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A paper on Palmistry and its purported use in Medicine has been published in the 2005 Archives of Goa Medical College. It has been described in a lead article in the current issue of the Goan Observer.

Dr. Santosh Helekar Dr. Santosh Helekar
I think it is important to critique this paper for its scientific merit, if any, because it makes some extraordinary claims that have never been made in the mainstream medical scientific literature. Being in possession of a little bit of knowledge and experience in medical scientific research, I feel obliged to offer my comments on the Goan Observer article.

To begin with this article boldly claims that a field called Medical Palmistry is slowly emerging as a new branch of science or scientific medicine. In support of this claim it merely provides what appear to be some slightly reworded excerpts from a non–scientific internet website (Aarogya.Com) devoted to promoting alternative medical therapies. It does not provide any original references from the mainstream scientific or medical literature to back its claim.

If one looks into the mainstream medical literature over the last 40 years, one finds no mention of medical palmistry, and no mention of it being used to diagnose any disease.

There is, however, an area of research called Dermatoglyphics which deals with the study of finger prints, and to a lesser extent, palmar creases, in terms of their development and their relationship to some birth defects and genetic conditions.

This area of research has no connection with Palmistry with its heart lines, head lines, life lines, etc.

The assignment of names of organs, parts of the body, states of health, accidents and emergencies, and the very notions of life and death to various lines, crosses, cuts, kinks etc in Palmistry, has no basis in science as we know it. No scientific study in medical anatomy, developmental biology, physiology or pathology has revealed any such evidence or rationale.

So there is no underlying scientific hypothesis that would guide any objective medical researcher to look for tell–tale signs of accidental head injuries on the line of head, of heart ailment on the line of heart, or of fatal illness or longevity on the line of life.

From a scientific standpoint these are purely arbitrary assignments backed by nothing more than a palmist’s word.

What’s more? Like Astrology, Palmistry is a hodge–podge of mutually contradictory and internally inconsistent claims regarding many of these assignments, depending on which Palmistry book one is reading. {mospagebreak} Therefore, if objective medical researchers are interested in finding out empirically whether there is any correlation between the lines and patterns on the hand, and the ailments from which an individual suffers then they have to be completely impartial and agnostic about any symbolic significance that these features might have. More particularly, the following requirements of a properly, impartially and dispassionately conducted scientific study have to be met:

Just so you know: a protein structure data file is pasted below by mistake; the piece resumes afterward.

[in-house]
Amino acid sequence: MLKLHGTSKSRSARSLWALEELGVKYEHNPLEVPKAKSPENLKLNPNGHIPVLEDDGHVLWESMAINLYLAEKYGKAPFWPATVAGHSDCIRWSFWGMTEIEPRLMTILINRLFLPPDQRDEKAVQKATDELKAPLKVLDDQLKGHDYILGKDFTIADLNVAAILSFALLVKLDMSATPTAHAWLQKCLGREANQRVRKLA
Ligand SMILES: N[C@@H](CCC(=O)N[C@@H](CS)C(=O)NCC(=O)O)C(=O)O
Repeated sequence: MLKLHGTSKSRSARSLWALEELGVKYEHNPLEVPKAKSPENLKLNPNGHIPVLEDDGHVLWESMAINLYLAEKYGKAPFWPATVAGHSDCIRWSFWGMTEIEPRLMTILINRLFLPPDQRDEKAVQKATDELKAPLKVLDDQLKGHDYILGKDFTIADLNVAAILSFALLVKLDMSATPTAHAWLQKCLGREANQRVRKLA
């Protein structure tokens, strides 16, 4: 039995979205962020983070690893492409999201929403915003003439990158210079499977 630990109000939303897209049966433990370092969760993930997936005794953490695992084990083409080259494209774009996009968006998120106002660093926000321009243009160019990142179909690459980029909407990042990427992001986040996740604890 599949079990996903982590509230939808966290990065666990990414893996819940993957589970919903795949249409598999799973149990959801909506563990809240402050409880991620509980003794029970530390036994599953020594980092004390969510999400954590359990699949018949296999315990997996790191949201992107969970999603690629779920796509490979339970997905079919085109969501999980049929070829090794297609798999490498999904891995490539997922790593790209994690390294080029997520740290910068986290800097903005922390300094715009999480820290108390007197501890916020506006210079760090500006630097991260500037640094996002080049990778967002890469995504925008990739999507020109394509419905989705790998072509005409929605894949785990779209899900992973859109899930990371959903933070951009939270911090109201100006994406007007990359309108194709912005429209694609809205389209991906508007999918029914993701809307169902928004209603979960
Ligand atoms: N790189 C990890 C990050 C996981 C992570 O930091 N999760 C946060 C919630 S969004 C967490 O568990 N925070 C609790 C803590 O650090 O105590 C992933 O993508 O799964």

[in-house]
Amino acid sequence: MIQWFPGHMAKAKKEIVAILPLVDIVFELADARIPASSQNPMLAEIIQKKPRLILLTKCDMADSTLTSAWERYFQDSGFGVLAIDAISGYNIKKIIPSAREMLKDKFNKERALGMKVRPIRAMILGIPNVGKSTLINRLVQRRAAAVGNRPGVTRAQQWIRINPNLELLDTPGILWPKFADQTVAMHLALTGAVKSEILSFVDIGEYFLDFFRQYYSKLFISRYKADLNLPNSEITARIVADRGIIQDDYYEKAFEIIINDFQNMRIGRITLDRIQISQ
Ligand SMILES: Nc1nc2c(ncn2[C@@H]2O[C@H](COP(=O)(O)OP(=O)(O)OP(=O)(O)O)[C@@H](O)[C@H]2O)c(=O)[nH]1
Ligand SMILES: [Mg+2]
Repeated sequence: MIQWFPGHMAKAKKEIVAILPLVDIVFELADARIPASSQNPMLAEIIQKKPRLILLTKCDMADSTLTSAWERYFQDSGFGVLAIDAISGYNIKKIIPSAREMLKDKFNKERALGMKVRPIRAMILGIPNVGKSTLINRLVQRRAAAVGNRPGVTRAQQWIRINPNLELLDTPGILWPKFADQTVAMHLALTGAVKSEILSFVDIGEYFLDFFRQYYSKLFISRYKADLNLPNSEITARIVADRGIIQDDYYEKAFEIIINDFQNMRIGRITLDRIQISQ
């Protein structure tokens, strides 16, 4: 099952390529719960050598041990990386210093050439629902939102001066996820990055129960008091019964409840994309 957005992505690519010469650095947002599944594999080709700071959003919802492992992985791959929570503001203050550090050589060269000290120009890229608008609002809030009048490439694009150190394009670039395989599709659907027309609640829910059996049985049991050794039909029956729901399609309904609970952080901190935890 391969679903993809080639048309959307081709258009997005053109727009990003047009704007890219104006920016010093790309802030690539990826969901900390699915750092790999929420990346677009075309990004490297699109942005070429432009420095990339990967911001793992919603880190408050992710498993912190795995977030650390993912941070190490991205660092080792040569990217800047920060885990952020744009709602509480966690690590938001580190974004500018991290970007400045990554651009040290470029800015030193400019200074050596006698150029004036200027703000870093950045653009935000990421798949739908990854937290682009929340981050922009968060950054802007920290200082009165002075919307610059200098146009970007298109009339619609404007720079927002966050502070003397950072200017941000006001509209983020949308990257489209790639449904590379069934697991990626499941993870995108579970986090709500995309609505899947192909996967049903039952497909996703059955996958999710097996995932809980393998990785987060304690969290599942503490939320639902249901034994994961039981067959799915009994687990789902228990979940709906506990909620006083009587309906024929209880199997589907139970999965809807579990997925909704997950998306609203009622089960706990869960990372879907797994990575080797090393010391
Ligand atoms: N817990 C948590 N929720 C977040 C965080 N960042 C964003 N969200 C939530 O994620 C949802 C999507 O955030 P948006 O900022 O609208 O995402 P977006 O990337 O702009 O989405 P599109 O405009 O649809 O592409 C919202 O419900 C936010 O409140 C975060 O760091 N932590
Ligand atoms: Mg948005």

1. The medical researchers have to be blind observers in the conduct of their observations in order to prevent conscious or unconscious observer bias.
  2. At least two independent observers who have no knowledge of the ailments or general health status of the patients or subjects being examined, and have to independently read their palms without divulging their readings to each other.
  3. The independent readings have to match with a high degree of consistency and reliability when finally compared at the conclusion of the study.
  4. They have to study a sufficiently large number of randomly chosen patients to enable them to draw statistically meaningful conclusions.
  5. To distinguish between genuine correlations and purely random coincidences, they have to study a sufficiently large number of randomly chosen normal subjects whose composition in terms of various demographic characteristics is comparable to that of the patient sample.
  6. They have to apply proper statistical tests designed to rule out random coincidences characteristic of multiple simultaneous comparisons.
  7. Following the generally accepted convention, the statistical tests have to reveal that the probability of occurrence by pure chance of any observed correlation between an ailment and a palmar sign, is less than 5%.
A careful reading of the Goan Observer article reveals that none of the above requirements have been met by the study described in it.

It is also worth noting that the authors have not assumed any semblance of an impartial stance at any point in their investigation. They have failed to point out the existence of earlier studies by others contradicting the central claims of Palmistry. There have been a number of unsuccessful attempts in the past at finding correlations between palmistic signs and life events. Please see the references appended below for discussions on this issue.

Given these serious deficiencies, I have to conclude that the extraordinary conclusions reached in the said article do not pass scientific muster.

1. Park, M.A. 1982. “Palmistry: Science or Hand–Jive?” Skeptical Inquirer, 7(2): 21–32.
2. Boparai, M.S. 1992. Mind Pollution of Fortune Telling. 3. Edwards, Harry. 1993. “Cross my hand with a Fiver.” The Skeptic, Vol 13(3).

Santosh Helekar
February 7, 2006